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The Honolulu Advertiser
Posted on: Sunday, January 1, 2006

Will the Democrats find a candidate to run against Gov. Linda Lingle?

 •  The burning questions of 2006

By Derrick DePledge
Advertiser Capitol Bureau

Big Island Mayor Harry Kim has earned praise for his grass-roots style of campaigning. He is still considering a run for governor.

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A December poll showed Gov. Linda Lingle had a 62 percent approval rating and is building a $6 million re-election war chest.

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Democrats, who were comfortably in political power for more than a generation, find themselves in a strange position.

Despite months of private talks and back-room cajoling, they do not yet have a single candidate to go up against Republican Gov. Linda Lingle in November. That might not surprise those who follow politics closely, since Lingle had a 62 percent approval rating in December, according to SurveyUSA, and may collect as much as $6 million for her re-election campaign.

SurveyUSA, a New Jersey polling firm, does not include Lingle in the 16 governor's races it considers competitive. The Cook Political Report, an independent newsletter, has had Hawai'i in the "leans Republican" column since it began rating 2006 races in December 2004.

The thinking among some political observers in Hawai'i is that Lingle's formidable polling numbers and fundraising has scared off serious opposition.

U.S. Rep. Neil Abercrombie, banker Walter Dods, retired Army Gen. Eric Shinseki, interim University of Hawai'i President David McClain and labor attorney Tony Gill have all publicly said they will pass. Big Island Mayor Harry Kim and former Honolulu police chief Lee Donohue have said they may be interested.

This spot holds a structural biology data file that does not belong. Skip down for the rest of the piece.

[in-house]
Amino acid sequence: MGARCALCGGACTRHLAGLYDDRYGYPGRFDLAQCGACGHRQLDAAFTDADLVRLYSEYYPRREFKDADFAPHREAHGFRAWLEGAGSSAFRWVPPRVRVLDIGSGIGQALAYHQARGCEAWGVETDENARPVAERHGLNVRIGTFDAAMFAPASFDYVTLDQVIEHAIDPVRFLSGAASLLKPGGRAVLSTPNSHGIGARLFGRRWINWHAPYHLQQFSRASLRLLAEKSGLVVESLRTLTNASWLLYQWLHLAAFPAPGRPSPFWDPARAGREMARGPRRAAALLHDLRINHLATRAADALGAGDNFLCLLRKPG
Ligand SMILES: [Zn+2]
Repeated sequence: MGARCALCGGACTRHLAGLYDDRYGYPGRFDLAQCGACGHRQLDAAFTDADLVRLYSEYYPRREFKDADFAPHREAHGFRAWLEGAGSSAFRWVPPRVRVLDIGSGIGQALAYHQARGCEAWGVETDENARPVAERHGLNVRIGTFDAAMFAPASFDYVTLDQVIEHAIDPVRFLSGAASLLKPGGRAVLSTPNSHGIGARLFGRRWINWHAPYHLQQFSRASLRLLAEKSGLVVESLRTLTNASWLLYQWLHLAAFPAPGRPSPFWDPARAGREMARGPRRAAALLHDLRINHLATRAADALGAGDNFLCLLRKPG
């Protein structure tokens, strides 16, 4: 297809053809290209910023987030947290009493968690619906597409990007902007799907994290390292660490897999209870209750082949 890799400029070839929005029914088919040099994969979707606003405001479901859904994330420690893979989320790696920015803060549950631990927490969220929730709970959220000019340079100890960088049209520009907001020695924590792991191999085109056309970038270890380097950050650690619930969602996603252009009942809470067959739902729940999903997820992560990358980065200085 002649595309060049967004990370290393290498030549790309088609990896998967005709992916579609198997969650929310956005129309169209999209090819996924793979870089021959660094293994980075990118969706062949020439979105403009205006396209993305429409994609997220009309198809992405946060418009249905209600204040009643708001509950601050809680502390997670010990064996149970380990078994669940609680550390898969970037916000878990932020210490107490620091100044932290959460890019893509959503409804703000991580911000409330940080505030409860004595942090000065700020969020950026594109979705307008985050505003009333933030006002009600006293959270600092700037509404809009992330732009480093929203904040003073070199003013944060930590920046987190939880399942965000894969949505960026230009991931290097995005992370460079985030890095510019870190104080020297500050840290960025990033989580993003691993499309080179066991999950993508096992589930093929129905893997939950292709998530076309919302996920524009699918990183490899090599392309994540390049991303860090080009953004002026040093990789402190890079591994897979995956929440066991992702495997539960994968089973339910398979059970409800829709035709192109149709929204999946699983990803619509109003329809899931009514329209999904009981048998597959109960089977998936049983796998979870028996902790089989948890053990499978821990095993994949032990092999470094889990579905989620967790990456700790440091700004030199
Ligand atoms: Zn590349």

Other names whisper in and out of political circles with varying degrees of urgency. A public television executive? A Leeward state senator? A former Mililani state senator? A young Makiki lawmaker?

Democrats say they still have some time. They hope Lingle's fundraising especially ritzy events on the Mainland will backfire with locals. They say her approval ratings are inflated. They say most voters are still more comfortable voting for Democrats, since the party picked up seats in the Legislature in both 2002 and 2004 and has kept Hawai'i a blue state in presidential elections.

Privately, though, some Democrats are antsy and wonder whether the different tribes that make up the party have let the decision linger too long.

Will the Democrats find a candidate to run against Gov. Linda Lingle?

Reach Derrick DePledge at ddepledge@honoluluadvertiser.com.